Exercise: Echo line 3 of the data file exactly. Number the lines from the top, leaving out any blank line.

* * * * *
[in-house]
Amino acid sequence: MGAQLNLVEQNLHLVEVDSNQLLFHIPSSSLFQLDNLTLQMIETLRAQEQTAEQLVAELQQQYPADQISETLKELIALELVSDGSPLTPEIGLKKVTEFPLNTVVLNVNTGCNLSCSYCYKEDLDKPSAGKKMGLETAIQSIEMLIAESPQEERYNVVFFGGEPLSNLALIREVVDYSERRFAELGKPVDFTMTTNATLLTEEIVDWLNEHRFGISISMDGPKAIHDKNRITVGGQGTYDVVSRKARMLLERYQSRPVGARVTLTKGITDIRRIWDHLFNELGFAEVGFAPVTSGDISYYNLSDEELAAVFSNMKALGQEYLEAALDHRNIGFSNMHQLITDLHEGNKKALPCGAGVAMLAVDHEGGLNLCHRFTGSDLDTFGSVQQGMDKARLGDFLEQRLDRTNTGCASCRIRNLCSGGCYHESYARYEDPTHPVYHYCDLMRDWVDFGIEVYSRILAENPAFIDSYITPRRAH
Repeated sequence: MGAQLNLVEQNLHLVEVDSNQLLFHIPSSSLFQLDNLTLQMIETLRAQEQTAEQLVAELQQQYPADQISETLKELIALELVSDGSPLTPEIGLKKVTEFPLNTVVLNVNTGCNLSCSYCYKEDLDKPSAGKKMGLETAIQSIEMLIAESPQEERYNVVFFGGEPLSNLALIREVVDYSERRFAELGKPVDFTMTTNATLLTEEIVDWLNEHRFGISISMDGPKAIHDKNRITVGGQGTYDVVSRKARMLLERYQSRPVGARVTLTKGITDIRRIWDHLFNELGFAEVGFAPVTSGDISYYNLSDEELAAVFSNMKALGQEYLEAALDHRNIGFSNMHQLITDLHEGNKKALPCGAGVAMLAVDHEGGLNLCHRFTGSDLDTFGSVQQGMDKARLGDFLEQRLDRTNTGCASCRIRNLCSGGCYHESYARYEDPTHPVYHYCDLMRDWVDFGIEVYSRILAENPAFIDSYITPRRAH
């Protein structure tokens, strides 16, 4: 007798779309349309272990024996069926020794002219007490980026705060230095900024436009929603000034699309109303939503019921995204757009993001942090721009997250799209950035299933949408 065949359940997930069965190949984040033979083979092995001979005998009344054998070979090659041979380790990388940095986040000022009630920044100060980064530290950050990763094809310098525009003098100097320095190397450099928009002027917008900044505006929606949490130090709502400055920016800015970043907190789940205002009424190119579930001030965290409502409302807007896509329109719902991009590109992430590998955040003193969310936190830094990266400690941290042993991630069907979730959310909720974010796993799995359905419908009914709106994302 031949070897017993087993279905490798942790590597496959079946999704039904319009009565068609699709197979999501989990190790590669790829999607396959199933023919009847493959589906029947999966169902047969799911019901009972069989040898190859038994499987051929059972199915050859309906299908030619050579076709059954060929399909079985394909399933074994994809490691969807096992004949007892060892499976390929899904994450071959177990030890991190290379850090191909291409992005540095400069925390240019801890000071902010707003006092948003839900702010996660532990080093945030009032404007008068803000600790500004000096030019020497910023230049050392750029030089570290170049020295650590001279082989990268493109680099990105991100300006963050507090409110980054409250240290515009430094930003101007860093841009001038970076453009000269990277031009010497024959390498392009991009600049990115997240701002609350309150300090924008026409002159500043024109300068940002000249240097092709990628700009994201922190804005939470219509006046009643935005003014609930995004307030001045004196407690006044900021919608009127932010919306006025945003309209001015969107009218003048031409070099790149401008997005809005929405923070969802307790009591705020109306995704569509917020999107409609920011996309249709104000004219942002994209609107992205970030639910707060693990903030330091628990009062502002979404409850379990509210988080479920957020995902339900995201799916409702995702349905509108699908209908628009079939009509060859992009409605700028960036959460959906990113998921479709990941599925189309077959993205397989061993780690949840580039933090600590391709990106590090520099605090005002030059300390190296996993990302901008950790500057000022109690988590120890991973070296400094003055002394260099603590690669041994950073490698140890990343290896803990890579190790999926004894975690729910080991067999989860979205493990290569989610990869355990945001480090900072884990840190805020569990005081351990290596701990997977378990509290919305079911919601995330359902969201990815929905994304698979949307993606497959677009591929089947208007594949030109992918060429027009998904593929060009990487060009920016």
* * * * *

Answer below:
Repeated sequence: MGAQLNLVEQNLHLVEVDSNQLLFHIPSSSLFQLDNLTLQMIETLRAQEQTAEQLVAELQQQYPADQISETLKELIALELVSDGSPLTPEIGLKKVTEFPLNTVVLNVNTGCNLSCSYCYKEDLDKPSAGKKMGLETAIQSIEMLIAESPQEERYNVVFFGGEPLSNLALIREVVDYSERRFAELGKPVDFTMTTNATLLTEEIVDWLNEHRFGISISMDGPKAIHDKNRITVGGQGTYDVVSRKARMLLERYQSRPVGARVTLTKGITDIRRIWDHLFNELGFAEVGFAPVTSGDISYYNLSDEELAAVFSNMKALGQEYLEAALDHRNIGFSNMHQLITDLHEGNKKALPCGAGVAMLAVDHEGGLNLCHRFTGSDLDTFGSVQQGMDKARLGDFLEQRLDRTNTGCASCRIRNLCSGGCYHESYARYEDPTHPVYHYCDLMRDWVDFGIEVYSRILAENPAFIDSYITPRRAH